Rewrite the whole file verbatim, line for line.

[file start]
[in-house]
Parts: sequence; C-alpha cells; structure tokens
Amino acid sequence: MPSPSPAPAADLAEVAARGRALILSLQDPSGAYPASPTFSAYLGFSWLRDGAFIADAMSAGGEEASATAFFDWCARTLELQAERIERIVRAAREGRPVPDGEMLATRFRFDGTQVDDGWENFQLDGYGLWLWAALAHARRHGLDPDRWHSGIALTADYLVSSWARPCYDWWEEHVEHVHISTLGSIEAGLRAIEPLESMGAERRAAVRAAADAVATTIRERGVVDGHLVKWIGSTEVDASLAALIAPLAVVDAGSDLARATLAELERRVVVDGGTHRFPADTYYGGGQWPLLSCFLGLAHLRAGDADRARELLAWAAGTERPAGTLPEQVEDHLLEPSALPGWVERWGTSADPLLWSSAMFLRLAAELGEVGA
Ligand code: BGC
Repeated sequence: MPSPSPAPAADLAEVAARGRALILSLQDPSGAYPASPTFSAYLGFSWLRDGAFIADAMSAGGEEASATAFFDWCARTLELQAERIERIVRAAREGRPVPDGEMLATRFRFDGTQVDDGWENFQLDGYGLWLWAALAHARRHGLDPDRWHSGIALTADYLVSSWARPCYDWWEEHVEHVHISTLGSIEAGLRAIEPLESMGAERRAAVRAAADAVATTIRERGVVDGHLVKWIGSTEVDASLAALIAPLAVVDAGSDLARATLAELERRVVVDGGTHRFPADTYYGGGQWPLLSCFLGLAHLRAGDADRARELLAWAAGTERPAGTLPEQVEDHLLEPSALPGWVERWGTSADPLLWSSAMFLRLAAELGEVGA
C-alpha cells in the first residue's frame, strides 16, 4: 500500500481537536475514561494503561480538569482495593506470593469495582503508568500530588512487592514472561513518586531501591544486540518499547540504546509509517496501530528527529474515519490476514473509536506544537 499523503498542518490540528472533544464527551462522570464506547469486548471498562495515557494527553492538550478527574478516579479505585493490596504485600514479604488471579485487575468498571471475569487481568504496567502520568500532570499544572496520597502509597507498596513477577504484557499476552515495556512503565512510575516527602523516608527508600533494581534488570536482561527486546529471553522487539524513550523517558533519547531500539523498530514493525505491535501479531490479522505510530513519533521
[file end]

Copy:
[in-house]
Parts: sequence; C-alpha cells; structure tokens
Amino acid sequence: MPSPSPAPAADLAEVAARGRALILSLQDPSGAYPASPTFSAYLGFSWLRDGAFIADAMSAGGEEASATAFFDWCARTLELQAERIERIVRAAREGRPVPDGEMLATRFRFDGTQVDDGWENFQLDGYGLWLWAALAHARRHGLDPDRWHSGIALTADYLVSSWARPCYDWWEEHVEHVHISTLGSIEAGLRAIEPLESMGAERRAAVRAAADAVATTIRERGVVDGHLVKWIGSTEVDASLAALIAPLAVVDAGSDLARATLAELERRVVVDGGTHRFPADTYYGGGQWPLLSCFLGLAHLRAGDADRARELLAWAAGTERPAGTLPEQVEDHLLEPSALPGWVERWGTSADPLLWSSAMFLRLAAELGEVGA
Ligand code: BGC
Repeated sequence: MPSPSPAPAADLAEVAARGRALILSLQDPSGAYPASPTFSAYLGFSWLRDGAFIADAMSAGGEEASATAFFDWCARTLELQAERIERIVRAAREGRPVPDGEMLATRFRFDGTQVDDGWENFQLDGYGLWLWAALAHARRHGLDPDRWHSGIALTADYLVSSWARPCYDWWEEHVEHVHISTLGSIEAGLRAIEPLESMGAERRAAVRAAADAVATTIRERGVVDGHLVKWIGSTEVDASLAALIAPLAVVDAGSDLARATLAELERRVVVDGGTHRFPADTYYGGGQWPLLSCFLGLAHLRAGDADRARELLAWAAGTERPAGTLPEQVEDHLLEPSALPGWVERWGTSADPLLWSSAMFLRLAAELGEVGA
C-alpha cells in the first residue's frame, strides 16, 4: 500500500481537536475514561494503561480538569482495593506470593469495582503508568500530588512487592514472561513518586531501591544486540518499547540504546509509517496501530528527529474515519490476514473509536506544537 499523503498542518490540528472533544464527551462522570464506547469486548471498562495515557494527553492538550478527574478516579479505585493490596504485600514479604488471579485487575468498571471475569487481568504496567502520568500532570499544572496520597502509597507498596513477577504484557499476552515495556512503565512510575516527602523516608527508600533494581534488570536482561527486546529471553522487539524513550523517558533519547531500539523498530514493525505491535501479531490479522505510530513519533521